Grim Relics: Excavating Long-Buried Stories from the Nazi Era

In a discussion with Reinhard Bernbeck, he delves into the origins and ethics of conducting archaeological investigations of the Nazi period. By Christopher DeCou the end of the Cold War, high school students from the German city of Witten visited the Dachau concentration camp to learn about the Holocaust. Walking among the still buildings, they[…]

The Template for the Holocaust – Germany’s African Genocide

Germany, which had only unified in 1870, was a latecomer to the colonial game. By David Carlin “Within the German borders every Herero, with or without a gun, with or without cattle, will be shot.” General Lothar von Trotha, Commander of German Forces in South West Africa, 1905 Hundreds of emaciated prisoners look out helplessly.[…]

‘Valiant Lunatics’: Heroism and Insanity in the Charge of the Light Brigade

The charge of the Light Brigade always elicited ambivalent responses from eyewitnesses. The charge of the Light Brigade has always elicited ambivalent responses from eyewitnesses. Even though he was writing at a remove of time and distance from the action, Alfred, Lord Tennyson’s poem echoes the conflicted reactions of both British and Russian witnesses who[…]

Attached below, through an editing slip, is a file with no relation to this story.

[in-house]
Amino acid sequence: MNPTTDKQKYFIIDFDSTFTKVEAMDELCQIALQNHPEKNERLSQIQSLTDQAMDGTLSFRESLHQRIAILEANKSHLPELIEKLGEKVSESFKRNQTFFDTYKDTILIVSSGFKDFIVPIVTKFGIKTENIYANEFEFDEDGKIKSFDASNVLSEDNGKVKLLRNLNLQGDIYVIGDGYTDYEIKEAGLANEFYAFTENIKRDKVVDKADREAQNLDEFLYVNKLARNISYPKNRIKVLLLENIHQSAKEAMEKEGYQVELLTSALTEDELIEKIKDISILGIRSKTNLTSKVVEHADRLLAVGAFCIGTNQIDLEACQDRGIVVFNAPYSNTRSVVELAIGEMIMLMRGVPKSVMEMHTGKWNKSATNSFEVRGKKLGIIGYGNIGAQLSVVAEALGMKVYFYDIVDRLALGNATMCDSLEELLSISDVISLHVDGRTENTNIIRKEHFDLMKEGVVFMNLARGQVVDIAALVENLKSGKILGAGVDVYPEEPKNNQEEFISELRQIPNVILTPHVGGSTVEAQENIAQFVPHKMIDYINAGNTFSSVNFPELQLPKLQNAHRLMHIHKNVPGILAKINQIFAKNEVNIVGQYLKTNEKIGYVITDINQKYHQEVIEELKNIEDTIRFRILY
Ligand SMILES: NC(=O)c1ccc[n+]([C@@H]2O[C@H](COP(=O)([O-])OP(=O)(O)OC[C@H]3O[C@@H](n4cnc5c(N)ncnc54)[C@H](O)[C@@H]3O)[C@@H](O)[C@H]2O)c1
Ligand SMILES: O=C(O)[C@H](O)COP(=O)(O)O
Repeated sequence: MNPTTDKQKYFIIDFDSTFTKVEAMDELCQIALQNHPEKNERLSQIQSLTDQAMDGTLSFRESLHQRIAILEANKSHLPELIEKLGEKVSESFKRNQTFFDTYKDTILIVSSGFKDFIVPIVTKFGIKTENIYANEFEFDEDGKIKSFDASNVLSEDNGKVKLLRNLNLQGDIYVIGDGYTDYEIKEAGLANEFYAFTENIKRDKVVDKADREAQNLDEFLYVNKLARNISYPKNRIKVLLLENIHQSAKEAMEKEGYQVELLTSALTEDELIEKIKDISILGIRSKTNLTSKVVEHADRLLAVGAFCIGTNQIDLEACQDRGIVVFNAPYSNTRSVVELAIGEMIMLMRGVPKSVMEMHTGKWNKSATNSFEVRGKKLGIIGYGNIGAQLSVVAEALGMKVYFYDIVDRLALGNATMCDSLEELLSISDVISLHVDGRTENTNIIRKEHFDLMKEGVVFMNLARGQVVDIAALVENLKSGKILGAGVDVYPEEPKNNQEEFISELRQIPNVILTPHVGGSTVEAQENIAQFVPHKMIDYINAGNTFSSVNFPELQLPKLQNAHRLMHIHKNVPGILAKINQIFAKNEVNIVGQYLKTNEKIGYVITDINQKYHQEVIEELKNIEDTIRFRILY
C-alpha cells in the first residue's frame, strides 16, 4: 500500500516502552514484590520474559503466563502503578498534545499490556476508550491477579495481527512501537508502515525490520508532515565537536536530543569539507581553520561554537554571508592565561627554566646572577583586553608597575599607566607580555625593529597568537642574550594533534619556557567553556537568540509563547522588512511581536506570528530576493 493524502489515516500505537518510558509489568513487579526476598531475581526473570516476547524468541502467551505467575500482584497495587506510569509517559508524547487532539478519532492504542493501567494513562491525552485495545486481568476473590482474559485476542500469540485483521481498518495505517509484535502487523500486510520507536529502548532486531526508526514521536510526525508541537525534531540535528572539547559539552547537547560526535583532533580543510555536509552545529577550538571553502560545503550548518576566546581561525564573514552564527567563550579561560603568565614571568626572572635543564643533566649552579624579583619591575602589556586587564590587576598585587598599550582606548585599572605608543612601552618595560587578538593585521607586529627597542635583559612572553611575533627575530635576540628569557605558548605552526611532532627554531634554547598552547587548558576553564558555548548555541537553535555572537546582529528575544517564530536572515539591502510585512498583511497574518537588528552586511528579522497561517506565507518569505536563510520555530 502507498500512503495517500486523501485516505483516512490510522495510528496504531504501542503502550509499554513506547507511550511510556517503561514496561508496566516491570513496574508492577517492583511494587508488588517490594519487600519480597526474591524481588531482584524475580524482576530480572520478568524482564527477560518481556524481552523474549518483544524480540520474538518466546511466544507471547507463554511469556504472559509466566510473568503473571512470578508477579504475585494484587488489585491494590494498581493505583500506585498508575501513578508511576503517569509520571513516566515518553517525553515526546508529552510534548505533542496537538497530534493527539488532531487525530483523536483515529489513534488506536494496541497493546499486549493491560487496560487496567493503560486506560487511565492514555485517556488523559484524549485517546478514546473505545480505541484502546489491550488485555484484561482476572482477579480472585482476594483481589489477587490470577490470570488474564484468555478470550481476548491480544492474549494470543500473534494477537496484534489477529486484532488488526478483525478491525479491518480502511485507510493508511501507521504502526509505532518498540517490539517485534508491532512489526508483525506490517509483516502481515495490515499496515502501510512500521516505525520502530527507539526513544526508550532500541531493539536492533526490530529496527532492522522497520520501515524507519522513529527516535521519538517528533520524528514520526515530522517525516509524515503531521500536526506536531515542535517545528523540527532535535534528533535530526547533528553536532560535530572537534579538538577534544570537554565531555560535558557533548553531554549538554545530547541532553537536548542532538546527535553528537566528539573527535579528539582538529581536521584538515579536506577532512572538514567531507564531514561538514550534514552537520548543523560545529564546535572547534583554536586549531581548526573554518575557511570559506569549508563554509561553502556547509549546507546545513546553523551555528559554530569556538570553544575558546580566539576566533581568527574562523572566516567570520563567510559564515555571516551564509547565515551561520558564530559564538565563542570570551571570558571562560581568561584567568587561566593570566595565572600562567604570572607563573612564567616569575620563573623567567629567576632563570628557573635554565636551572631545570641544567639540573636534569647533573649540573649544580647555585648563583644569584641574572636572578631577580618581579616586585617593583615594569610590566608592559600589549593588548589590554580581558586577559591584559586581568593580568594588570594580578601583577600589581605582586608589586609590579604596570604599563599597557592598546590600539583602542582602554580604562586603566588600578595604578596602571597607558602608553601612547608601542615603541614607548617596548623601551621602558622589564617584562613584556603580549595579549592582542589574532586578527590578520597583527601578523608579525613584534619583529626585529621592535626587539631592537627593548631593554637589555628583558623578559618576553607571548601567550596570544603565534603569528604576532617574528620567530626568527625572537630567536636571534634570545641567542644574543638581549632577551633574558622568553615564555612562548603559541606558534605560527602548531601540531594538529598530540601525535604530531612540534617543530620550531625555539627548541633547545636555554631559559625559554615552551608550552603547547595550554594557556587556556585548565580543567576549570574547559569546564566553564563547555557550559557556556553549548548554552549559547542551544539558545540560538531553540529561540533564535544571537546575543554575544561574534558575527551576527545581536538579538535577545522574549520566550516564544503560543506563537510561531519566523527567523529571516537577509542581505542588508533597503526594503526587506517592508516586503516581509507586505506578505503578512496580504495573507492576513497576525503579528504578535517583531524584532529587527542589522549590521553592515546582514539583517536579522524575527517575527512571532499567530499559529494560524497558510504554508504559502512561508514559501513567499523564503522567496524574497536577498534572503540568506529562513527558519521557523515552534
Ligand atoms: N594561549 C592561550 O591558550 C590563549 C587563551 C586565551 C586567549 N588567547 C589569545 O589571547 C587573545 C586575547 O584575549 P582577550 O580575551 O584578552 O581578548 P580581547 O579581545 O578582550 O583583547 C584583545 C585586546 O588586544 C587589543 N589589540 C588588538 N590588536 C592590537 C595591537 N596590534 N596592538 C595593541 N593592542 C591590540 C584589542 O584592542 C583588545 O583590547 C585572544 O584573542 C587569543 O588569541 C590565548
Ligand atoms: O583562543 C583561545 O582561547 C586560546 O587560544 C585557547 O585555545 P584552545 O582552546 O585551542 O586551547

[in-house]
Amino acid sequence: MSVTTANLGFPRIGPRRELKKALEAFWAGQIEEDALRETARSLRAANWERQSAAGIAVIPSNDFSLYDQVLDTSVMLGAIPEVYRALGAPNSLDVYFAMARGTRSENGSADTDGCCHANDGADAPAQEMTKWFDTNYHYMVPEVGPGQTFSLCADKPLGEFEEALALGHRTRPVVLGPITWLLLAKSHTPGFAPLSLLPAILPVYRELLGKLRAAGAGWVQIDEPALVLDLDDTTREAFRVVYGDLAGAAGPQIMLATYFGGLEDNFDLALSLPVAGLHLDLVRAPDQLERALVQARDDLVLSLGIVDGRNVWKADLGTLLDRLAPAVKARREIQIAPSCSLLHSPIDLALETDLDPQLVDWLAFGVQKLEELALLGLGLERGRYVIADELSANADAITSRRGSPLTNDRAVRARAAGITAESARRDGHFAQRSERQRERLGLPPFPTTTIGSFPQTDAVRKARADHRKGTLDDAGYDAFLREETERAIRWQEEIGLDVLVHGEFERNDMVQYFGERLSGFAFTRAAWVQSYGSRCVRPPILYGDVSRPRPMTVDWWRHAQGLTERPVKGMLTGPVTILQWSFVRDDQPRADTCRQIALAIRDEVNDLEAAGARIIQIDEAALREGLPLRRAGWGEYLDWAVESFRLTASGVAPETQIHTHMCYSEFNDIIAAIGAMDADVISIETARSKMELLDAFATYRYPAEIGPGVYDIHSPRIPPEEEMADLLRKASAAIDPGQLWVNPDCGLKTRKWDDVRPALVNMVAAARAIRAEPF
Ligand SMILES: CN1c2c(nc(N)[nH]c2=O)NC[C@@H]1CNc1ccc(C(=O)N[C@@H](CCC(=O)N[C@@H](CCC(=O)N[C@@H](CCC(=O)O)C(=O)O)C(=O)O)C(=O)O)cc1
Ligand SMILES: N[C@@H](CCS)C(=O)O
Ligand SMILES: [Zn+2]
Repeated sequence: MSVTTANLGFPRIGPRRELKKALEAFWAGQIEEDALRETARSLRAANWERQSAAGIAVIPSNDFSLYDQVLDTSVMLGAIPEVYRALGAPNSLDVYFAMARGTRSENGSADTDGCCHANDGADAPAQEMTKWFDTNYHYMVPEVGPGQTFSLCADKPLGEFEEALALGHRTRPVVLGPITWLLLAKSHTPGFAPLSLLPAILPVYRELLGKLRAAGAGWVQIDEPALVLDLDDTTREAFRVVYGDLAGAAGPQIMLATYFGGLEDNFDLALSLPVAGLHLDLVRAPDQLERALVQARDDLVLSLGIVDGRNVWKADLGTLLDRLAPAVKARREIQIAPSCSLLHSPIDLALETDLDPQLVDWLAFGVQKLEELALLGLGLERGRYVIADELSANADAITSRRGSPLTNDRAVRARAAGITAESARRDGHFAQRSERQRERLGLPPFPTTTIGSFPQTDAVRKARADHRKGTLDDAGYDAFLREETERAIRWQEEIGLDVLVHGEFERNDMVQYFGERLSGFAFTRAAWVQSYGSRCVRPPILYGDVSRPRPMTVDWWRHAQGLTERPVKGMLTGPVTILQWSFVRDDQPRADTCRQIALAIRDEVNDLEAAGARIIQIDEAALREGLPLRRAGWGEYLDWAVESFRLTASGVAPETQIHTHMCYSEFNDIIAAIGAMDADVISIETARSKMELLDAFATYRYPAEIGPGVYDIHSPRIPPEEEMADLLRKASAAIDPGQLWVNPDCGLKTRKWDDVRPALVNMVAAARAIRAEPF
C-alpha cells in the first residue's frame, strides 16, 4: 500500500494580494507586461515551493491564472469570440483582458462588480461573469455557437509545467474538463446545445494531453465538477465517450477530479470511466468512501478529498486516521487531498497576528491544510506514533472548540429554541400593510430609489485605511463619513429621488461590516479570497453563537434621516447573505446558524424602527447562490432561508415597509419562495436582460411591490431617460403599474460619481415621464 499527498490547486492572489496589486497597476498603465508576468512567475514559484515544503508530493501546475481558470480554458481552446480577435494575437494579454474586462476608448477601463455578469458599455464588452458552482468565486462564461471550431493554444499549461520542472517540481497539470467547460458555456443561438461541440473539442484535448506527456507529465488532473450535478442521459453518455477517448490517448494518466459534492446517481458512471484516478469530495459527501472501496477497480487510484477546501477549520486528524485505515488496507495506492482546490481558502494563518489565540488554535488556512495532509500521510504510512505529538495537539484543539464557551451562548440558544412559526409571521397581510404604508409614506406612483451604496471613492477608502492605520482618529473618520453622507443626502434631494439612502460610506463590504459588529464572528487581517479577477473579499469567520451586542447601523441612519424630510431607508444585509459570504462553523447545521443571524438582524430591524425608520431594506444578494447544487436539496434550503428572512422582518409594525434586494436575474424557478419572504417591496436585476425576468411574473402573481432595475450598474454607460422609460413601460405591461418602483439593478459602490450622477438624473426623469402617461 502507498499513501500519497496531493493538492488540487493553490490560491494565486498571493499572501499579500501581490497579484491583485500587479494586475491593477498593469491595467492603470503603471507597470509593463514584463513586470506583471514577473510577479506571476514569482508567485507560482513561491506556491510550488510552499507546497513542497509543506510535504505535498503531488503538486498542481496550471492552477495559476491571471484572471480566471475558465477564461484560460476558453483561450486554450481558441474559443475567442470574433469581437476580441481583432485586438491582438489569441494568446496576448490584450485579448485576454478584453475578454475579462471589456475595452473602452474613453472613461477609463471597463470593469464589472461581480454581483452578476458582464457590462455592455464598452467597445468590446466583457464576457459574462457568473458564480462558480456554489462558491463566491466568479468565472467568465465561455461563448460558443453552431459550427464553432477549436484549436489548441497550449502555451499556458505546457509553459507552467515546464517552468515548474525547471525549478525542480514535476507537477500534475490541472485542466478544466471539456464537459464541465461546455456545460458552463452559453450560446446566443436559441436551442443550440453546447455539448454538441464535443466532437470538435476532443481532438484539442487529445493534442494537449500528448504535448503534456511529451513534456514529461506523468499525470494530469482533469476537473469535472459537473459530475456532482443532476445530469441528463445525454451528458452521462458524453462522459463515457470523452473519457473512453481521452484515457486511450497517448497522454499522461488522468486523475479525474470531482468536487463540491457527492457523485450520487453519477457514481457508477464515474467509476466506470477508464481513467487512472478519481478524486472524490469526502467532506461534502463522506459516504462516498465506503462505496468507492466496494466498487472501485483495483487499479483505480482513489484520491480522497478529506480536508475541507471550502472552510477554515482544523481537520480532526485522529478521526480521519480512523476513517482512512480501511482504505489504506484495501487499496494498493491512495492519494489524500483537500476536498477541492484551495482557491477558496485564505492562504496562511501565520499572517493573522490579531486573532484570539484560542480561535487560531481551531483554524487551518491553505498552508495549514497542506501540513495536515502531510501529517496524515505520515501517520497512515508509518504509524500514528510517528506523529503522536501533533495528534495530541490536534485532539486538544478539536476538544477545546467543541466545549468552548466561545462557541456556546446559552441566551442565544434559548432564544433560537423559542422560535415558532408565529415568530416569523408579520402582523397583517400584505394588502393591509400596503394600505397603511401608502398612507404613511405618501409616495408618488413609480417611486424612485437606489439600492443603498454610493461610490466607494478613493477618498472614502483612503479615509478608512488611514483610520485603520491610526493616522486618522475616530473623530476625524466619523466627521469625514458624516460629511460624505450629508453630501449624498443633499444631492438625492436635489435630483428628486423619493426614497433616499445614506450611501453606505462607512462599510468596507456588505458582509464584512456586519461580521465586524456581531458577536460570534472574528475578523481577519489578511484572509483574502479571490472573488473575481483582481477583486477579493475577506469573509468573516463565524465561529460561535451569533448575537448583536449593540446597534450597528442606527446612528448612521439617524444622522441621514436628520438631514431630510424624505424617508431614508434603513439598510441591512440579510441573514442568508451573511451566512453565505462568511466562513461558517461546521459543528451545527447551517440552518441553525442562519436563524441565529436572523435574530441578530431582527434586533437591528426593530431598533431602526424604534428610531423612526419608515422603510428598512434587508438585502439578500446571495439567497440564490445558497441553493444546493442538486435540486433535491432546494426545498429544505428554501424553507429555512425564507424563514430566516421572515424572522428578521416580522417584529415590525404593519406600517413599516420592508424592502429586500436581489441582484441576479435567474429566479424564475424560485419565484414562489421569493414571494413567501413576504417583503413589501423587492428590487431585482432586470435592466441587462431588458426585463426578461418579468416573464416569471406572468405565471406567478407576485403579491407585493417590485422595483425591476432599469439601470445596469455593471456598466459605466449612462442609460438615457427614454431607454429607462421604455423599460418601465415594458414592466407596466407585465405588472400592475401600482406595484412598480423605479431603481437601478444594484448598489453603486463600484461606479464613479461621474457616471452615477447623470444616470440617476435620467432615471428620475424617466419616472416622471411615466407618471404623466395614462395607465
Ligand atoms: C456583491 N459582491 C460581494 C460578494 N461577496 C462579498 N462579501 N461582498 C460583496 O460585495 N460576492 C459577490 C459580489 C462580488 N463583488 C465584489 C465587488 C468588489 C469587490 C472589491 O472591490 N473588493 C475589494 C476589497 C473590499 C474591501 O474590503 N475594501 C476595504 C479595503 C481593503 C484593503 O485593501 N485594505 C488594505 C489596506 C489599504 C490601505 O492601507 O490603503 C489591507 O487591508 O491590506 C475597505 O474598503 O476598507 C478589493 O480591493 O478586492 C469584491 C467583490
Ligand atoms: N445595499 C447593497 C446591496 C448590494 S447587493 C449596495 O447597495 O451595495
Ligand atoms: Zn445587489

Medieval European Warfare: Technological, Social, and Cultural Developments

Developments forced a dramatic transformation in the character of warfare from antiquity, changing tactics, weaponry, and fortifications. Strategy and Tactics De re militari Publius Flavius Vegetius Renatus wrote De re militari (Concerning Military Matters) possibly in the late 4th century.[2] Described by historian Walter Goffart as “the bible of warfare throughout the Middle Ages”, De re militariwas widely distributed through the Latin West.[…]

Castrum: Ancient Roman Forts

Although given basic defensive features, forts were never designed to withstand a sustained enemy attack. By Mark CartwrightHistorian Introduction The Roman army constructed both temporary and permanent forts and fortified military camps (castrum) across the frontiers of the empire’s borders and within territories which required a permanent military presence to prevent indigenous uprisings. Although given[…]

The Battle of Zama – The Beginning of Roman Conquest

The Battle of Zama not only ended the Second Punic War, it also established the Roman army as the greatest fighting force since the armies of Alexander the Great. Introduction The Second Punic War (218-202 BCE) began when the Carthaginian general Hannibal attacked the city of Saguntum, a Roman ally, reached its height with the[…]